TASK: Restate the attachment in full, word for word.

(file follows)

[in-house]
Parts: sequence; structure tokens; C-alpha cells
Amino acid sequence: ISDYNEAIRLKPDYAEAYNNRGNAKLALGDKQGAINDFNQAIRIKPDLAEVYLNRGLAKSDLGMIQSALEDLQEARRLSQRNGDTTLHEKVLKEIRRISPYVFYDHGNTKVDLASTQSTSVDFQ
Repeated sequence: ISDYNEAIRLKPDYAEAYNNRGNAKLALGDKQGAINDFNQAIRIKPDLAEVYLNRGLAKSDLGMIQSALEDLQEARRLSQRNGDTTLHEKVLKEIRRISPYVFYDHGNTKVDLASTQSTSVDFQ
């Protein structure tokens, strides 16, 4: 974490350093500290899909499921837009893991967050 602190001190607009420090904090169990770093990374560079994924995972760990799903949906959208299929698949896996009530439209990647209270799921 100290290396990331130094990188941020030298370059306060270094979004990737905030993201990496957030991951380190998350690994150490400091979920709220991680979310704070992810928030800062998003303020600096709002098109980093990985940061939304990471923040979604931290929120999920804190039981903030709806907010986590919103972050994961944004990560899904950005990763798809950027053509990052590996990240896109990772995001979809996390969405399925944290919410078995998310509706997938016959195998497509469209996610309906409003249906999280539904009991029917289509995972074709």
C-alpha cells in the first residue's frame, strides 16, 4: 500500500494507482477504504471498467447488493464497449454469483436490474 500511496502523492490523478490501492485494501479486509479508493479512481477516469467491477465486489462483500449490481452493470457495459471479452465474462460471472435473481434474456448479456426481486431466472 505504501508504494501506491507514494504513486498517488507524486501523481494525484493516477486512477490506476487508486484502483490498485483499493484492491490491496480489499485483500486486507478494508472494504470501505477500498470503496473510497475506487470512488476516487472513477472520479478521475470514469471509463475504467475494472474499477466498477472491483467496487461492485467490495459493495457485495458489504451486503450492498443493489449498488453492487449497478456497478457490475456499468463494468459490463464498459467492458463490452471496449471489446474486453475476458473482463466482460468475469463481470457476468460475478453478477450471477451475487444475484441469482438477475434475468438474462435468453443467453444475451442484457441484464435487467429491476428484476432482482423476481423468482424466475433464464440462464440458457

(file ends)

[in-house]
Parts: sequence; structure tokens; C-alpha cells
Amino acid sequence: ISDYNEAIRLKPDYAEAYNNRGNAKLALGDKQGAINDFNQAIRIKPDLAEVYLNRGLAKSDLGMIQSALEDLQEARRLSQRNGDTTLHEKVLKEIRRISPYVFYDHGNTKVDLASTQSTSVDFQ
Repeated sequence: ISDYNEAIRLKPDYAEAYNNRGNAKLALGDKQGAINDFNQAIRIKPDLAEVYLNRGLAKSDLGMIQSALEDLQEARRLSQRNGDTTLHEKVLKEIRRISPYVFYDHGNTKVDLASTQSTSVDFQ
């Protein structure tokens, strides 16, 4: 974490350093500290899909499921837009893991967050 602190001190607009420090904090169990770093990374560079994924995972760990799903949906959208299929698949896996009530439209990647209270799921 100290290396990331130094990188941020030298370059306060270094979004990737905030993201990496957030991951380190998350690994150490400091979920709220991680979310704070992810928030800062998003303020600096709002098109980093990985940061939304990471923040979604931290929120999920804190039981903030709806907010986590919103972050994961944004990560899904950005990763798809950027053509990052590996990240896109990772995001979809996390969405399925944290919410078995998310509706997938016959195998497509469209996610309906409003249906999280539904009991029917289509995972074709």
C-alpha cells in the first residue's frame, strides 16, 4: 500500500494507482477504504471498467447488493464497449454469483436490474 500511496502523492490523478490501492485494501479486509479508493479512481477516469467491477465486489462483500449490481452493470457495459471479452465474462460471472435473481434474456448479456426481486431466472 505504501508504494501506491507514494504513486498517488507524486501523481494525484493516477486512477490506476487508486484502483490498485483499493484492491490491496480489499485483500486486507478494508472494504470501505477500498470503496473510497475506487470512488476516487472513477472520479478521475470514469471509463475504467475494472474499477466498477472491483467496487461492485467490495459493495457485495458489504451486503450492498443493489449498488453492487449497478456497478457490475456499468463494468459490463464498459467492458463490452471496449471489446474486453475476458473482463466482460468475469463481470457476468460475478453478477450471477451475487444475484441469482438477475434475468438474462435468453443467453444475451442484457441484464435487467429491476428484476432482482423476481423468482424466475433464464440462464440458457